ICT and Development
Availability: Optional for OII MSc and DPhil students.
Schedule: Hilary Term (Weeks 1-8). Tuesdays 09:00-11:00.
Location: Meeting Room, Oxford Internet Institute, 1 St Giles, Oxford OX1 3JS.
Reading list: ICT and Development
This course will introduce students to the debates and practices surrounding the uses of Information and Communication Technologies (ICTs) in both the Global South and Global North. It will draw on resources from Anthropology, Development Studies, Economics, Geography, and History in order to examine the theoretical and conceptual frameworks that underpin development (as a practice, as a subject of research, and as a discourse). The course will also draw heavily on case-studies in order to ground theory in practice and will introduce students to a range of projects that have employed ICTs as a solution to problems in Africa, Asia and the Americas.
ICTs have the power to fundamentally transform the economic, social and political relationships in poorer parts of our planet. However, potentials often do not translate into realities, and it is important to be aware of not only the promises, but also the perils of the transformative nature of communication technologies. As such, this course will provide an opportunity to reflect on local appropriateness, social inclusion and the range of arguments for and against any ICT for development project in a variety of contexts.
This course will expose students to some of the most innovative ICTD solutions to economic, social and political challenges in the Global South. Students will be familiarised with a variety of theoretical movements in development studies. Through detailed case studies in weeks 5-7, students will also be exposed to a wide range of methods that are employed to study ICTD projects. Ultimately, students will also be encouraged to critically examine the notion of development, how it can be achieved, and whose needs it meets best.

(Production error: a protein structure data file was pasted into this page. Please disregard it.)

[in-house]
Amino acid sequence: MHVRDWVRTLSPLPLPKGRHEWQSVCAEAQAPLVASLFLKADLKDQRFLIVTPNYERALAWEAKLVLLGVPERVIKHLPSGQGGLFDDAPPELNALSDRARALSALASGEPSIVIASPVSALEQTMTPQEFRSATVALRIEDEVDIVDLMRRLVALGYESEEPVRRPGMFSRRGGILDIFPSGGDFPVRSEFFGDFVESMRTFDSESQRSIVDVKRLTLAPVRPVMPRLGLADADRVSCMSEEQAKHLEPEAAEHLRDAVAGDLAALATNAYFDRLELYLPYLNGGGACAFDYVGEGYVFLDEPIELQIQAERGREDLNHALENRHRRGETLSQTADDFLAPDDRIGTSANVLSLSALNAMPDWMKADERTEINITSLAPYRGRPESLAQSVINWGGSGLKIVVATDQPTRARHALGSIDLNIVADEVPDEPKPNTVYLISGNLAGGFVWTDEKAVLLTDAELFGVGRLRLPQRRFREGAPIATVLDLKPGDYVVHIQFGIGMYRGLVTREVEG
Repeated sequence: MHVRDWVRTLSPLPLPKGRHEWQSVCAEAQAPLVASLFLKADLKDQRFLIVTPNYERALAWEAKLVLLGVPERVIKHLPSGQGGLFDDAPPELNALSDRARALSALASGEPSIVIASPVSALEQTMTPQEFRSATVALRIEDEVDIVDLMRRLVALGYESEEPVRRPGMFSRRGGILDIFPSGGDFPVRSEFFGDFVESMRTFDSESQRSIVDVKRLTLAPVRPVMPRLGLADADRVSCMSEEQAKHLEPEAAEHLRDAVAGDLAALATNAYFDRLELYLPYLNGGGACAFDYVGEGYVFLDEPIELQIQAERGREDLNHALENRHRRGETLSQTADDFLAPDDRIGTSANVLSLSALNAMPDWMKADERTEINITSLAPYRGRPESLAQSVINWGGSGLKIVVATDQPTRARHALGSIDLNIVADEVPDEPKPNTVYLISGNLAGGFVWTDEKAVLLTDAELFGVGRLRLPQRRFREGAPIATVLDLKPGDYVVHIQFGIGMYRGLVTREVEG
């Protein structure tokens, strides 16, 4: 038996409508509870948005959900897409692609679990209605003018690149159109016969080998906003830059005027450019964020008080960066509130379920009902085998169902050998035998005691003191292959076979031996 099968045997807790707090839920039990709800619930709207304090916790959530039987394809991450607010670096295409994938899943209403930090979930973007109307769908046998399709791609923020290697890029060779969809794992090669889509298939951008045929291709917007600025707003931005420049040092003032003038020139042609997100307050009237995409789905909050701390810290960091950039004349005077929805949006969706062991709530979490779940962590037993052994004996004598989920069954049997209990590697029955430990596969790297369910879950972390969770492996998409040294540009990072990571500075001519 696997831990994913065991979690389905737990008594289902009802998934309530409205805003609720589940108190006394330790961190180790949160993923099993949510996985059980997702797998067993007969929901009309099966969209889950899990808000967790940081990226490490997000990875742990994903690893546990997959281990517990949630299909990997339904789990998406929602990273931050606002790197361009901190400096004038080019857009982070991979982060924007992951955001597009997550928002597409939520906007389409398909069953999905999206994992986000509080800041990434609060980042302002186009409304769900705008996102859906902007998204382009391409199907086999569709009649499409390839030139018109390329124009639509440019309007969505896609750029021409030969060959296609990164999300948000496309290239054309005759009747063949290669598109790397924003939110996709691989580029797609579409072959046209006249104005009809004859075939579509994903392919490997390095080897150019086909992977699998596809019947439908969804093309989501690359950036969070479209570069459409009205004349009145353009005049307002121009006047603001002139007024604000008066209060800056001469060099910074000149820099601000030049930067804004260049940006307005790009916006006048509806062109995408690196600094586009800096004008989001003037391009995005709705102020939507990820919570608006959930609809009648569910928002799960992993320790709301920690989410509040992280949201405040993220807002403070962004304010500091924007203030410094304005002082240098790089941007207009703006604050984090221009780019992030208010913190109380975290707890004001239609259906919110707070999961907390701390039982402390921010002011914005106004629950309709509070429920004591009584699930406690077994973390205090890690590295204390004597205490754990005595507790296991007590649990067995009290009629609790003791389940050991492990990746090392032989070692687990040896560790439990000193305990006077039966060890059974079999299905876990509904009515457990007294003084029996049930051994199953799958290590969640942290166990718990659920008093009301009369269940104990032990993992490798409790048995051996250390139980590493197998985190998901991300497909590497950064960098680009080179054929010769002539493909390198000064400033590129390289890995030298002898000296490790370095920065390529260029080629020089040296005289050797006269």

By the end of the course students will:
Have a familiarity with key debates in ICTD
Have a sophisticated understanding of the potential for the internet and other ICTs to alter the practice of economic development in the Global South
Be able to formulate well-grounded research questions on ICTD topics
Be able to link development theory and ICTD practice
There will be eight weekly two hour classes which will cover theory and case-studies. The classes will consist of lectures and discussion. Each student will be required to give one ten minute presentation on a specific aspect of the session topic. Details of these presentations will be agreed in Week 2.
Uneven Development and the Origins of ICTD
What is development? In this topic we will closely reflect on the variety of ways in which development can be understood and trace the history of ICTD. While traditionally a variety of economic measurements have been used, notions of 'developed' and 'underdeveloped' places can also incorporate a range of environmental, social, and political elements. We will also engage with the objectives of ICTD. Development can be seen as a desire to bring about positive economic, social and political change in less privileged parts of the world or, alternatively, an external implementation of new forms of power relationships. Finally, we will reflect on the two forms of unevenness that drive ICT projects: (1) unevenness in 'development'; and (2) digital divides.
It is important to become familiar with the variety of development theories that frame ICTD projects and plans. This topic will therefore offer a close look at some of the major movements in development. Dependency, modernisation, structuralism, socialism, neo-Marxism and neoliberalism will all be discussed within the context of international development.
Critiques of ICTD
In recent years powerful critiques have been raised against mainstream development theory and practice. It is thus important to be aware of these alternate approaches. This topic will review the most important feminist, postcolonialist, and poststructuralist critiques. Students will be encouraged to reflect on issues of power, social inclusion and local appropriateness as they relate to a range of ICTD projects.